Louisville Magazine

JUN 2019

Louisville Magazine is Louisville's city magazine, covering Louisville people, lifestyles, politics, sports, restaurants, entertainment and homes. Includes a monthly calendar of events.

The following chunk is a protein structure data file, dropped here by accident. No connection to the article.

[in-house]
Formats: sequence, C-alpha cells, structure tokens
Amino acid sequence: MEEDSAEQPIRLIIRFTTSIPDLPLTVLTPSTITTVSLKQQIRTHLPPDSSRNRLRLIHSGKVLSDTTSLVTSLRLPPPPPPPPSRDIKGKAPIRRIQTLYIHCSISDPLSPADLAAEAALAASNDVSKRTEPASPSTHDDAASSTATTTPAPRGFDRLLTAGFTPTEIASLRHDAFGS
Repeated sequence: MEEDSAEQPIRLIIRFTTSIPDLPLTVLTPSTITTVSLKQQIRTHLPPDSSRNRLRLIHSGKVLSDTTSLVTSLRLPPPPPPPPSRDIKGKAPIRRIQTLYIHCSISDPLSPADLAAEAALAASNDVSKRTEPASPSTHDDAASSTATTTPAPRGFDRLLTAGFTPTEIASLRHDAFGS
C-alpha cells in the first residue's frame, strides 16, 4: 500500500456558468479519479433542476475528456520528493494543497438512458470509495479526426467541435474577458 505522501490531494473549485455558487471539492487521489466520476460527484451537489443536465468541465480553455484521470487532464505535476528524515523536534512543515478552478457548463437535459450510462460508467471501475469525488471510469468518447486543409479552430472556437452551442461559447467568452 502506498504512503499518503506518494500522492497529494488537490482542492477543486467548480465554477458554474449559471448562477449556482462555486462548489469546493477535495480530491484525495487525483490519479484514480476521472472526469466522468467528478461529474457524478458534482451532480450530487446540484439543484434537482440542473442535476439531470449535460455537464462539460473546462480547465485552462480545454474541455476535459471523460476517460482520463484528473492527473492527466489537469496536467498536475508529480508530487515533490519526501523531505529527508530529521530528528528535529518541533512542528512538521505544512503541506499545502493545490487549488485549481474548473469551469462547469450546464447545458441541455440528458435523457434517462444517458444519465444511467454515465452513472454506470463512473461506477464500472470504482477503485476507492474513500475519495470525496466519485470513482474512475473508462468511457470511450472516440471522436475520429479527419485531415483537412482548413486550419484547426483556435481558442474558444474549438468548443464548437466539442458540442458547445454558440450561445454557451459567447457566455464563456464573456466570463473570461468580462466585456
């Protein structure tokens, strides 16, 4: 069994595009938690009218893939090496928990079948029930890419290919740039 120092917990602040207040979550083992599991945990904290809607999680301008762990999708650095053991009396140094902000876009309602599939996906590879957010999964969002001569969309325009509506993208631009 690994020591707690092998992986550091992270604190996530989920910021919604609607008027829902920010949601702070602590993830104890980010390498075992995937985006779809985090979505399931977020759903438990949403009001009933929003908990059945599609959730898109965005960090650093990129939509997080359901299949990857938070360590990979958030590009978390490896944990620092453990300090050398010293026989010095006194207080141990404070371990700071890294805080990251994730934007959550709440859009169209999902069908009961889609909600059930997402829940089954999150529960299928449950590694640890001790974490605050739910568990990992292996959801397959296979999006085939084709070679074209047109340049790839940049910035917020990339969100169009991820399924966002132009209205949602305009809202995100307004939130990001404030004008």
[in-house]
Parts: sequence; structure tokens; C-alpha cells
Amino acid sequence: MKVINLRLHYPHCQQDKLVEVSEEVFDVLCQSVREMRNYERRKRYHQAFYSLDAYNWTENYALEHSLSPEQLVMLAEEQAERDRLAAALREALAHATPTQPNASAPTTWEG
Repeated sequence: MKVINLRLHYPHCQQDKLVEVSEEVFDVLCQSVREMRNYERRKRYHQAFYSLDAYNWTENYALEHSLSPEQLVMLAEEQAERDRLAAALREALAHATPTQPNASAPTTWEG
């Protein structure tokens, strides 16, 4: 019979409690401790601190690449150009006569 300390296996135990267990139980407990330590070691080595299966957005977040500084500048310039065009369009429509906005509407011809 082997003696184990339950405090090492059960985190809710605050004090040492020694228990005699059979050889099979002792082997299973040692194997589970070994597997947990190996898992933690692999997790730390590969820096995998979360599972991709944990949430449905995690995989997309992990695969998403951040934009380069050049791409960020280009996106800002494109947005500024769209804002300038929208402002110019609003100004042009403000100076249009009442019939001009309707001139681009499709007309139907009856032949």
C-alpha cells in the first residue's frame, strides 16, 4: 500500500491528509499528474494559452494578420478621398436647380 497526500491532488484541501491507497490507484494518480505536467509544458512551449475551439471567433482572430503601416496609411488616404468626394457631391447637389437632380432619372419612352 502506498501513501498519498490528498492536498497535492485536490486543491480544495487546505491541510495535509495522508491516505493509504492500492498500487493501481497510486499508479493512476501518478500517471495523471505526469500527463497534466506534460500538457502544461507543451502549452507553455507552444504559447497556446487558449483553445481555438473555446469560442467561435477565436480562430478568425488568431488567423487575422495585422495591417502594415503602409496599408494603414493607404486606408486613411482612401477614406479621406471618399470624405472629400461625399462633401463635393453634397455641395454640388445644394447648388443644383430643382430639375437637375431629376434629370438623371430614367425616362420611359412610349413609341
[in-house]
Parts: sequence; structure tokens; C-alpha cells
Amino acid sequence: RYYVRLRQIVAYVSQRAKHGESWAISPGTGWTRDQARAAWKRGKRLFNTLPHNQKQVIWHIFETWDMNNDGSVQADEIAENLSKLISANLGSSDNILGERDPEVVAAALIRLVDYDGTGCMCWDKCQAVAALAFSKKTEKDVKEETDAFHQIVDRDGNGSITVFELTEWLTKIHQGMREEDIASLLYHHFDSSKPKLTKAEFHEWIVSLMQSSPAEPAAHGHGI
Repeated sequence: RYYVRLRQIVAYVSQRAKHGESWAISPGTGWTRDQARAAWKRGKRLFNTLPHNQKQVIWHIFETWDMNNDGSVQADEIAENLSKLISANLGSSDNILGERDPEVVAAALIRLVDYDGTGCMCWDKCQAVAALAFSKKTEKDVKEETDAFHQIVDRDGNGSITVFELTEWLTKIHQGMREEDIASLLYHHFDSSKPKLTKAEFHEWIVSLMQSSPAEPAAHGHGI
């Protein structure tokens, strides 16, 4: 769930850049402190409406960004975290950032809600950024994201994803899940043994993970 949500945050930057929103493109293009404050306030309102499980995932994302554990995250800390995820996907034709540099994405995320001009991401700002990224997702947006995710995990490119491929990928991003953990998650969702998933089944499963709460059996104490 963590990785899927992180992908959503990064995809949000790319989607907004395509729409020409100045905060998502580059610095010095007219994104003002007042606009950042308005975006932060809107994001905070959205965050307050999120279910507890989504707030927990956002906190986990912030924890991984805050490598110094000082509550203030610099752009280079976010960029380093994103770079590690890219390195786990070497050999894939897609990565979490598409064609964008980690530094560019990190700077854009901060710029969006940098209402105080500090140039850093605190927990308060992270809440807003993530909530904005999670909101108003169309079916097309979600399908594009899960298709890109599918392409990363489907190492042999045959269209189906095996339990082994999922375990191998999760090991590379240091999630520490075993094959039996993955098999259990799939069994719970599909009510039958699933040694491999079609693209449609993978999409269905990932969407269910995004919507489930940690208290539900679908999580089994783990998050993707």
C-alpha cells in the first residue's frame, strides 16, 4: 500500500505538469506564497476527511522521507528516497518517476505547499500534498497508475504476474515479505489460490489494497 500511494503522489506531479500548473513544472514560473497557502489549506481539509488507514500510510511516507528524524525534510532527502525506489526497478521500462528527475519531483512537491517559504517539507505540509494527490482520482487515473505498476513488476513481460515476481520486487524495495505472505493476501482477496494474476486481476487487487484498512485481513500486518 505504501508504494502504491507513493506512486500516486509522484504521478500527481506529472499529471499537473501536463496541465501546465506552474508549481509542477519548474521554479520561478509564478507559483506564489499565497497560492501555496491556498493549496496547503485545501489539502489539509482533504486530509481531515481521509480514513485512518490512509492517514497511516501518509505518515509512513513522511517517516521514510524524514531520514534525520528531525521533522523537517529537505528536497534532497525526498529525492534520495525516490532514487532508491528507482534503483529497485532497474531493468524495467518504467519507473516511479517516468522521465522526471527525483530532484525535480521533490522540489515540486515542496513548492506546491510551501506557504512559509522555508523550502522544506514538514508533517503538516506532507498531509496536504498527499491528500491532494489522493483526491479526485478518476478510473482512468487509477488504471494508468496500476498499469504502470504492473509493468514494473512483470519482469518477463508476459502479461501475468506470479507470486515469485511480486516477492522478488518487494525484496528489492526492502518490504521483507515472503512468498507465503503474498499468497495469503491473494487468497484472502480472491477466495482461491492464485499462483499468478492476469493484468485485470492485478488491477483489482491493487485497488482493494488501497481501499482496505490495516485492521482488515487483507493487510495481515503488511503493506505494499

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LOUISVILLE MAGAZINE 6.19 81 with a plume of white hair and a quick wit — "I'm old. I don't need anything but a roof over my head and a sandwich" — has lived here for 32 years. Walk into her modest brick home and get comfy. She has dedicated a mantle to her twin boys and daughter, whom she raised mostly as a single mother. She's proud, with plenty of stories to prove why. As we're talking one day, she mentions that she's surprised her phone hasn't rung. She gets frequent calls from investors, text messages too. She gets iers in her mailbox and knocks on the door. I hear this story from many older residents. A couple times, despite identifying myself as a writer, residents remain suspicious. "Are you part of a land-management company? Do you ip houses?" one man holding a small dog in an infant onesie asks me. Nichols, who spent years working at the phone company, is fed up. "We feel like they're trying to run us out, and we don't like that piece of it. I've told my kids not to sell this house," Nichols says. "I've struggled too hard and too long . . .I don't care what you do, but don't let this get out of this family." It's a sentiment Barbara Smith shares. One afternoon she invites me to her brick courtyard, a space †t for gnomes. ‡ere are stacks of clay planting pots, an antique table and a gaggle of cats †ddling under a tree that oˆers protective shade, a leafy hoop skirt to those below. Smith, who is 68, moved to the neighborhood about four years ago with her daughter. Smith was heavily involved in the pre- NuLu renovation of East Market Street back in the '80s, along with Billy Hertz, a well-respected artist and fellow Shelby Park resident, having relocated his gallery and home to Preston Street in 2008 once, as he puts it, "too many ladies from the East End" started poking their heads into his gallery and posing inquires like: "Do you have any pretty things here?" Over the decades, Smith watched as what she'd hoped would be an arts district on East Market turned into something trendy and retail-y. She says longtime residents moved on to make way. A few years ago, Smith regularly noticed an old, weathered man shu–ing down her Shelby Park street to JR's bar. He'd buy a candy bar and a beer and shu–e home. "He struck me as the kind of person we don't want to force out of the neighborhood," Smith says. JR's closed last year. Many neighbors cheered, citing frequent violence there. ‡e developer, Chris ‡omas, who bought the building along with the duplex next door, hopes to bring a family-friendly restaurant to the space (maybe "tacos or street food," he says) and adds that he gave †nancial assistance to tenants who moved out of the apartments located in the buildings. Smith still wonders what happened to the old man, whose daily commute ceased. Perhaps he's no longer around. "You know, how people make money intrigues me endlessly," Smith says, pausing. "Why am I opposed to people making money oˆ this neighborhood when all commerce is based on that same premise?" She oˆers an example: Someone goes into Walmart, buys a toy; someone makes money oˆ the sale. Why does it feel uncomfortable when the equation involves people and property? Real estate has long been the greatest way to build wealth. (In Louisville, 70 percent of white households own their home, compared to 36 percent of black families.) Smith sighs, still pondering the tension. "It's something I just haven't †gured out yet." ‡ere's no single catalyst that ignited Shelby Park. But Sojourn Community Church's move from Germantown to Shelby Park in 2012 marks a pivotal moment. One morning I meet a Sojourn pastor named Nathan Sloan at the church. ‡e marble and statues of St. Vincent de Paul have left, making way for a drum kit, amps and art that re ects biblical themes. In the lobby, Sojourn's mission is brightly painted in yellow and orange: Reach people with the gospel. Build them up as a church. Send them into the world. Sloan says Sojourn's decision to move to Shelby Park was partly due to its desire to become more ethnically diverse. "Show the beauty of all God's people," he says. By his count, about a dozen families chose to relocate to Shelby Park when the church moved in an eˆort¥to "love and care for their neighbors." Sojourn, which is a Southern Baptist church, hosts free medical and dental clinics, as well as neighborhood festivals. Sloan says Sojourn's membership hasn't grown drastically since moving to Shelby Park (about 1,400 across three Sunday services), but the impact is felt. Betty Kolb says the †rst few times she saw families trekking to church, it dusted oˆ memories. "It reminded me of when I was little because we all belonged to St. Vincent's," she says. Sojourn isn't the only church in the neighborhood, not even the only Baptist church. So maybe it shouldn't catch my attention when a resident who has just †nished a bike ride with his kids tells me he loves Shelby Park because, "We've felt the light of Christ here." Erin Hinson, a Shelby Park resident who was the legislative aide for former Metro Councilwoman Angela Leet, says that after sitting through endless city meetings, she decided that government could only do so much to remedy crime and vacancies. So she packed her two young sons and husband to move from St. Matthews to Shelby Park. ‡e family rents but plans to buy. "Improvement requires neighbors loving neighbors," Hinson says. Sometimes that means mowing a neighbor's lawn or oˆering mischievous teens snacks and a chat instead of calling the police. Hinson's mom describes her daughter's Shelby Park journey as a "calling from God." A few years ago, Sojourn recruited missionaries to live and work in Shelby Park, and some have decided to stick around long-term. ‡at program grew into its own nonpro†t separate from the church. Sojourn's lasting legacy may lie in its ripple eˆect, in its members who have started their own Shelby Park-based organizations, the biggest being Access Ventures Inc., a nonpro†t created by former Sojourn pastor Bryce Butler. Started in 2014, Access Ventures has invested in 14 residential properties (including six apartments) and four commercial properties. "AV," as Butler calls it, has a wide portfolio, with stakes in everything from micro-lending to blockchain crypto currency to companies that seek to provide socially conscious investing opportunities. Butler says any returns on investments go into an endowment for ongoing projects. Access Ventures has provided hard-to- get small business loans to Shelby Park businesses like Idlewild Butter y Farm, Good Folks Coˆee and Scarlet's Bakery, a bakery opened by a Sojourn member with the mission of providing jobs and skills to women working in the sex industry. Without Access Ventures, Shelby Park's commercial corridor would look far diˆerent. Headquartered on Shelby